Good Shepherd Anglican Church is bible based and grounded in the historic Apostolic New Testament church. Our worship has been passed down to us from the Apostles and guided by the Holy Spirit throughout the church age. Our Sunday Mass is joyful, serious, and intentionally designed to focus our minds toward the glory of the One True God. Our ministers process reverently behind the cross, as Saint Paul taught, “For I determined not to know any thing among you, save Jesus Christ, and him crucified” [1 Cor 2:2 KJV].
For a special welcome from Good Shepherd and to learn more about Anglicanism & Good Shepherd Church, check out Bishop Jones’ Page
Book of Common Prayer
In our worship we use the 1928 Book of Common Prayer (BCP) which is descended from the 1549 and the 1662 Books of Common Prayer. We use the BCP as a means of preserving unity in worship, it guides us in daily and weekly readings from both testaments of Holy Scripture, and grounds our prayers in the very prayers and verses of God’s Word.
Hearing God’s Word preached on Sunday is a vital element of our Sunday Mass. We carry on the tradition passed down from the Apostles and written about in the Book of Acts, where we learn that the early Christians gathered together on the Lord’s Day (Sunday).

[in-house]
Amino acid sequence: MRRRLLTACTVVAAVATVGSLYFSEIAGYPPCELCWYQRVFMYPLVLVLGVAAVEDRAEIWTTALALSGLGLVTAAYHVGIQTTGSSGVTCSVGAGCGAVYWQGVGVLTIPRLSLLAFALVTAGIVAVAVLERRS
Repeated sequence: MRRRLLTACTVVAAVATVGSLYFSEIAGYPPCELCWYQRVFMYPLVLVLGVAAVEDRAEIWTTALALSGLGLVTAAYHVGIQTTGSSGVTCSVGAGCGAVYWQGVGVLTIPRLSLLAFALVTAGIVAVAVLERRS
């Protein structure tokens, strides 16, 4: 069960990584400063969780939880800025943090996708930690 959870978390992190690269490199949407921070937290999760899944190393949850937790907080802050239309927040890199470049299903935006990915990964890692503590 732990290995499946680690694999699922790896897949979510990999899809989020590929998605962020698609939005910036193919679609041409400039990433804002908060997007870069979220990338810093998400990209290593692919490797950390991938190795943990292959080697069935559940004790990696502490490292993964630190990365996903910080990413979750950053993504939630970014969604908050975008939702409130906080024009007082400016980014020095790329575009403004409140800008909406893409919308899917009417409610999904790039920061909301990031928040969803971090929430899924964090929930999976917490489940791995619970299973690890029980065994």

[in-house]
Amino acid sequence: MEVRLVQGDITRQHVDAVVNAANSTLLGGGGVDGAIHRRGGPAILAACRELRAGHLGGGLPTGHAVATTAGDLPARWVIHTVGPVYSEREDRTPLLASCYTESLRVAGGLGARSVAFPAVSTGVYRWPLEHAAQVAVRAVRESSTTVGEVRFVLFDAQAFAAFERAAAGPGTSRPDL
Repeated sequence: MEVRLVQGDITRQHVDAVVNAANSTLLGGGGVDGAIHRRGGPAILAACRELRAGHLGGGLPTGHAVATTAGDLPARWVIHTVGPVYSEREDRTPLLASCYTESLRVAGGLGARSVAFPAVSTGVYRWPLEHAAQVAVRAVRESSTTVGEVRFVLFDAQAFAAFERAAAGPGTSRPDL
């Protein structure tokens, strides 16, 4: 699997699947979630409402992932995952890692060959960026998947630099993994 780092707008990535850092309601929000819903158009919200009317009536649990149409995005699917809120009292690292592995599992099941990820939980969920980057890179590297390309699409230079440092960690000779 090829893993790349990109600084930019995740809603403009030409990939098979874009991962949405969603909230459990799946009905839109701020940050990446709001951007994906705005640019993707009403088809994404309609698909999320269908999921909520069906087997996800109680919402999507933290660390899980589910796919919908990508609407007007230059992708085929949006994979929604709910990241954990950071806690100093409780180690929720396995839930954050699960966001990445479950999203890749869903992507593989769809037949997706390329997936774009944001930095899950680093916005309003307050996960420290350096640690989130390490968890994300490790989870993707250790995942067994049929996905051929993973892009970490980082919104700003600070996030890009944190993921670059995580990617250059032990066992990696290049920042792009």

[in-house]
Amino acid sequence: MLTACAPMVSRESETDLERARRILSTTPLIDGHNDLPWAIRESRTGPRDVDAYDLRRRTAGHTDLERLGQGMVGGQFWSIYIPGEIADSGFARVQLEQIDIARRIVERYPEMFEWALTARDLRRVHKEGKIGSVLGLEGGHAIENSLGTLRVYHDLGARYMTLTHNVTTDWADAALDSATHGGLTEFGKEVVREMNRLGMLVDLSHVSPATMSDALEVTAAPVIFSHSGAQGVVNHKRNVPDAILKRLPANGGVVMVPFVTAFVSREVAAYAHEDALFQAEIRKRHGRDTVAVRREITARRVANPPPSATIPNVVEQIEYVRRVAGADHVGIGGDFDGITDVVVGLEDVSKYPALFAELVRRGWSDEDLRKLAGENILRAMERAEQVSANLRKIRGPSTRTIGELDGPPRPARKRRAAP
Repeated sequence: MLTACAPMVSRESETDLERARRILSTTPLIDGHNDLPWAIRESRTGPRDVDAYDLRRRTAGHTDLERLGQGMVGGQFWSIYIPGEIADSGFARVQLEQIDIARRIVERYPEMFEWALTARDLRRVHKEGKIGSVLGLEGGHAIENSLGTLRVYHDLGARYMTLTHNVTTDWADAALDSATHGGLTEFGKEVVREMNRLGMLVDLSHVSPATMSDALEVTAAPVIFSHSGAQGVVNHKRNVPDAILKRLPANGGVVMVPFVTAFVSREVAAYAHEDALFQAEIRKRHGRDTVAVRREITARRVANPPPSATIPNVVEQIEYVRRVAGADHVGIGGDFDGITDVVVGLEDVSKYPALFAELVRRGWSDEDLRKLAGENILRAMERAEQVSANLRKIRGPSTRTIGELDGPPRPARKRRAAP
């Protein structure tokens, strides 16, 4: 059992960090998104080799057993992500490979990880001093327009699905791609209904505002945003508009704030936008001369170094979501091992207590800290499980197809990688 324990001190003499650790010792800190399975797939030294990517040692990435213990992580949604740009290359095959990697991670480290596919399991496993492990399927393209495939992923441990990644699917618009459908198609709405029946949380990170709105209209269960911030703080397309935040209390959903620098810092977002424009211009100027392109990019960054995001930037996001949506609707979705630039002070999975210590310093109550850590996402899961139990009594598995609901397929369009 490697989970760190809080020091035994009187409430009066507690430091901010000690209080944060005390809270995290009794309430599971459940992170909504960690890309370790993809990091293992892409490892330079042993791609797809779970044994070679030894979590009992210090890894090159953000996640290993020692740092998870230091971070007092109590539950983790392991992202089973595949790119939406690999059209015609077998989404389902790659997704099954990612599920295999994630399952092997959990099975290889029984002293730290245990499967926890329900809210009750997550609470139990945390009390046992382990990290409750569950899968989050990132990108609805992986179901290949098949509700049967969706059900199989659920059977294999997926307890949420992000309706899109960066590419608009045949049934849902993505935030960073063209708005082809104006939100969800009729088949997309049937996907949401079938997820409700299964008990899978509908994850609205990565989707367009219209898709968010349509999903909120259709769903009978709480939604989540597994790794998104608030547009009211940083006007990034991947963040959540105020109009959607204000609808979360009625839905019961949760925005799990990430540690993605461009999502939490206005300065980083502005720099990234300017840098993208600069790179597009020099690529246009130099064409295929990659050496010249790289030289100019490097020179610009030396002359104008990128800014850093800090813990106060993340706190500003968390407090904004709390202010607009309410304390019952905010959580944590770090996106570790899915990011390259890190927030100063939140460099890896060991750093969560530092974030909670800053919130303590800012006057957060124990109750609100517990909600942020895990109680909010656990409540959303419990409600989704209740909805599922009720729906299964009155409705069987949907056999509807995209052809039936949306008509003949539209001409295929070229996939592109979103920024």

In our worship, our ministers and altar servers wear vestments (ecclesiastical garments) as a manner of being rooted in the ancient traditions of our church forefathers. While some of the colors and ecclesiastical dress is related to the church calendar and time of the year, another good reason we incorporate vestments in our worship is that our congregants will not focus on the clothing of our worship leaders, but rather would focus on God and Him alone. Modern designer clothing, labels, etc. can be a distraction, and we want our entire focus to be upon our Savior, Lord and God.
Join us for Sunday Mass and Holy Communion, or contact us and come by any time to learn more about Christ, God’s Word, and how we worship!
Our ministers use incense in our worship, not merely because of the beautiful aroma, but because it is grounded in the historic worship of God throughout the history of the Church.
The Sign of the Cross
During our worship, our ministers and congregants will often make the sign of the cross. This is not out of superstition, but as a sign of both reverence and remembrance, that it is only through the cross we are saved and sanctified. During the gospel reading, some members do a triple sign of the cross, first upon the forehead, then the lips, and then the heart; this is in reference to verses such as Psalm 119 in which the Psalmist speaks about engaging the mind, the lips, and the heart, in the worship of God.
The Sacrament of Holy Communion is central to our Sunday Mass. All baptized Christians are welcome to this sacrament at Good Shepherd.
All of the candles lit each Sunday have important meanings and purpose.